The sense of scale in this game is at times truly breathtaking. Draw distances are huge, and threats yet to come can often be seen on a distant castle wall, or in the depths of a valley, sometimes hours before you will actually reach them. Whilst there is very little hand-holding in the game, it does lead you beautifully through the world, if you let it, allowing you to open hidden pathways that slowly reveal further areas to explore, and offering shortcuts to places already visited. In this sense, every section of the game that you beat offers further insight to the larger game world, and helps to create the feeling of a living, breathing environment, that is permanently affected by your movements and actions. Adding further to this impression is the fact that you will rarely see a loading screen or cut scene during your journey, barring boss battles, as each area blends seamlessly with the next, giving Dark Souls a great open world feel.
Seriously big bosses
At the heart of Dark Souls are a variety of boss battles. Each boss varies wildly in size and stature, but all are hugely intimidating when first encountered. Depending on the character type you are using, and the weapons you have crafted, these battles can either be surprisingly simple, or controller smashingly difficult. It is at these points that the game’s multiplayer elements come into their own. Whilst connected to the online servers, players can view and leave messages for each other, offering helpful advice and words of encouragement. It is also possible to summon other human (and occasional AI) players into your game, in the form of white phantoms, to assist with getting through a level, or defeating a boss. With no communication available in game, other than a series of gestures, these meetings are often as understated and mysterious as the game itself. However, the feeling of kinship and mutual achievement that can be gained whilst teaming up with a fellow traveler, to take down a vast enemy, is incredible.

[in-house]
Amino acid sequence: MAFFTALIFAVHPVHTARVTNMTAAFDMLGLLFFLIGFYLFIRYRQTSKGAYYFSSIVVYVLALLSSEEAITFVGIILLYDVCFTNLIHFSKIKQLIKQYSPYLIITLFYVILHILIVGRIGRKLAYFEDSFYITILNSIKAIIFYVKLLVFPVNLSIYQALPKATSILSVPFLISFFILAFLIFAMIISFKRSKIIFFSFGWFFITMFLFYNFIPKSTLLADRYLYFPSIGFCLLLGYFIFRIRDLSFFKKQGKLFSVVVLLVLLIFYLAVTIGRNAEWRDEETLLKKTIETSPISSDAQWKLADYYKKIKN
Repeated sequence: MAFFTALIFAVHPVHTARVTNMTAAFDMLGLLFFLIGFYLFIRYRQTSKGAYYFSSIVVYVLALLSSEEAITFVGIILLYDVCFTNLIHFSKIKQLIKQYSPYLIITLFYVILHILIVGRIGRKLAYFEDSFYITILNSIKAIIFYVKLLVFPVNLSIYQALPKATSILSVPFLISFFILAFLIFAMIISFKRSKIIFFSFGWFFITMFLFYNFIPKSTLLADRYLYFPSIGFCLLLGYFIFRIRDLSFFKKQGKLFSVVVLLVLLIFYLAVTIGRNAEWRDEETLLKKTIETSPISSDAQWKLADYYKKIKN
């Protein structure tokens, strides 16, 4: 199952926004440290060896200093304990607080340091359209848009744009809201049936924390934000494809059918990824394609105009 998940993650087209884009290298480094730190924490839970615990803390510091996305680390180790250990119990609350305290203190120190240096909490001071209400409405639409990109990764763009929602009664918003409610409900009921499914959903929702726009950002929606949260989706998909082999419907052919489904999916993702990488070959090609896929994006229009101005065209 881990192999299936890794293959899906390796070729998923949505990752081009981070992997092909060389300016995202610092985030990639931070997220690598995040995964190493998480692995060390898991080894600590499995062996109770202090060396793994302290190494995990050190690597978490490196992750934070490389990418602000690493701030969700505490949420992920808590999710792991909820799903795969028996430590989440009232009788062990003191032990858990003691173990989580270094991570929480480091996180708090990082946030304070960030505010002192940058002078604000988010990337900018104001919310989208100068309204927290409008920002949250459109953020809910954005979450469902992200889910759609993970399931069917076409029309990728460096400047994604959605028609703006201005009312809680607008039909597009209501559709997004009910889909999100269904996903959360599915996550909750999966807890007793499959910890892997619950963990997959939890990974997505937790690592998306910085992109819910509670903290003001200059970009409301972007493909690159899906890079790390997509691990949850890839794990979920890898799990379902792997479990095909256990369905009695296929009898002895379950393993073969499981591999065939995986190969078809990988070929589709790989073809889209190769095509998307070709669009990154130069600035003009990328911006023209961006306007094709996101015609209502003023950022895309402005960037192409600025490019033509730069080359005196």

There are other online aspects to Dark Souls that take a different form to this direct assistance. It is also possible to invade another player’s world, in order to kill them, stealing their souls and humanity. If this happens to you, then it is possible to ‘indict’ the invader, with their retribution for invading coming at a later date. There are also certain covenants that you can join which may find you challenging fellow members for rewards, or being summoned to defend an area against intruders. These online aspects are beautifully integrated into the main game, and never give the feeling that you are being jarred from what is otherwise a very solitary and often lonely experience.